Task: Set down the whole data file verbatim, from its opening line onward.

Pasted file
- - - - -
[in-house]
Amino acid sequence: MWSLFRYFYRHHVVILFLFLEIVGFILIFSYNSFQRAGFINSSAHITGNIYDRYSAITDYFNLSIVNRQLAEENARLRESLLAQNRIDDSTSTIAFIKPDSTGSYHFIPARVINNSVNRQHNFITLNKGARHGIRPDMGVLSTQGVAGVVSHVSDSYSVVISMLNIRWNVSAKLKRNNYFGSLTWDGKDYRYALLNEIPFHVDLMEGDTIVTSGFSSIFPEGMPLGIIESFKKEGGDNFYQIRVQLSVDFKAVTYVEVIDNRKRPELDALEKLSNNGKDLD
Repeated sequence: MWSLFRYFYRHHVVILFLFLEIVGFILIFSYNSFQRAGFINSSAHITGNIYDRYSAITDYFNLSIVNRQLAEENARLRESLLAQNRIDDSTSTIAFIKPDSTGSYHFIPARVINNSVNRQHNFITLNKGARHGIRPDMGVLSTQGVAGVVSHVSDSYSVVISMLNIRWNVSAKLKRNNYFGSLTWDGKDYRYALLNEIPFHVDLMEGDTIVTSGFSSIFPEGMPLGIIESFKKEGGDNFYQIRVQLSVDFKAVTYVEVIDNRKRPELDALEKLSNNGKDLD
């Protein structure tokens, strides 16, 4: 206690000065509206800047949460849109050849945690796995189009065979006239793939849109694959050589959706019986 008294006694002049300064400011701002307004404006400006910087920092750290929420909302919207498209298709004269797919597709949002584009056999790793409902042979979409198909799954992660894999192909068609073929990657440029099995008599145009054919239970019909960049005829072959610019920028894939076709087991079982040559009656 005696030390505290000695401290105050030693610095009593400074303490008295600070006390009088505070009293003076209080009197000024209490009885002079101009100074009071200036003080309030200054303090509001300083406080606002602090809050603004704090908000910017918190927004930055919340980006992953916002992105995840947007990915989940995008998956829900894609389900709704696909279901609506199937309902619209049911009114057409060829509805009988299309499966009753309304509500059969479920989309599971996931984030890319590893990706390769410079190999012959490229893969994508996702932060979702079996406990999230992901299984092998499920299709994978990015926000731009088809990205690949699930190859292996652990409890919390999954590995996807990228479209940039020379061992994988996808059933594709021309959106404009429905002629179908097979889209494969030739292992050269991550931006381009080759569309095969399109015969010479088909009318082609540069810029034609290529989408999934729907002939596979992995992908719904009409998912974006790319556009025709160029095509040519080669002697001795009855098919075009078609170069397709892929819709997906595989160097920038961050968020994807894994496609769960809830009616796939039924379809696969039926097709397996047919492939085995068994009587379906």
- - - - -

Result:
[in-house]
Amino acid sequence: MWSLFRYFYRHHVVILFLFLEIVGFILIFSYNSFQRAGFINSSAHITGNIYDRYSAITDYFNLSIVNRQLAEENARLRESLLAQNRIDDSTSTIAFIKPDSTGSYHFIPARVINNSVNRQHNFITLNKGARHGIRPDMGVLSTQGVAGVVSHVSDSYSVVISMLNIRWNVSAKLKRNNYFGSLTWDGKDYRYALLNEIPFHVDLMEGDTIVTSGFSSIFPEGMPLGIIESFKKEGGDNFYQIRVQLSVDFKAVTYVEVIDNRKRPELDALEKLSNNGKDLD
Repeated sequence: MWSLFRYFYRHHVVILFLFLEIVGFILIFSYNSFQRAGFINSSAHITGNIYDRYSAITDYFNLSIVNRQLAEENARLRESLLAQNRIDDSTSTIAFIKPDSTGSYHFIPARVINNSVNRQHNFITLNKGARHGIRPDMGVLSTQGVAGVVSHVSDSYSVVISMLNIRWNVSAKLKRNNYFGSLTWDGKDYRYALLNEIPFHVDLMEGDTIVTSGFSSIFPEGMPLGIIESFKKEGGDNFYQIRVQLSVDFKAVTYVEVIDNRKRPELDALEKLSNNGKDLD
């Protein structure tokens, strides 16, 4: 206690000065509206800047949460849109050849945690796995189009065979006239793939849109694959050589959706019986 008294006694002049300064400011701002307004404006400006910087920092750290929420909302919207498209298709004269797919597709949002584009056999790793409902042979979409198909799954992660894999192909068609073929990657440029099995008599145009054919239970019909960049005829072959610019920028894939076709087991079982040559009656 005696030390505290000695401290105050030693610095009593400074303490008295600070006390009088505070009293003076209080009197000024209490009885002079101009100074009071200036003080309030200054303090509001300083406080606002602090809050603004704090908000910017918190927004930055919340980006992953916002992105995840947007990915989940995008998956829900894609389900709704696909279901609506199937309902619209049911009114057409060829509805009988299309499966009753309304509500059969479920989309599971996931984030890319590893990706390769410079190999012959490229893969994508996702932060979702079996406990999230992901299984092998499920299709994978990015926000731009088809990205690949699930190859292996652990409890919390999954590995996807990228479209940039020379061992994988996808059933594709021309959106404009429905002629179908097979889209494969030739292992050269991550931006381009080759569309095969399109015969010479088909009318082609540069810029034609290529989408999934729907002939596979992995992908719904009409998912974006790319556009025709160029095509040519080669002697001795009855098919075009078609170069397709892929819709997906595989160097920038961050968020994807894994496609769960809830009616796939039924379809696969039926097709397996047919492939085995068994009587379906």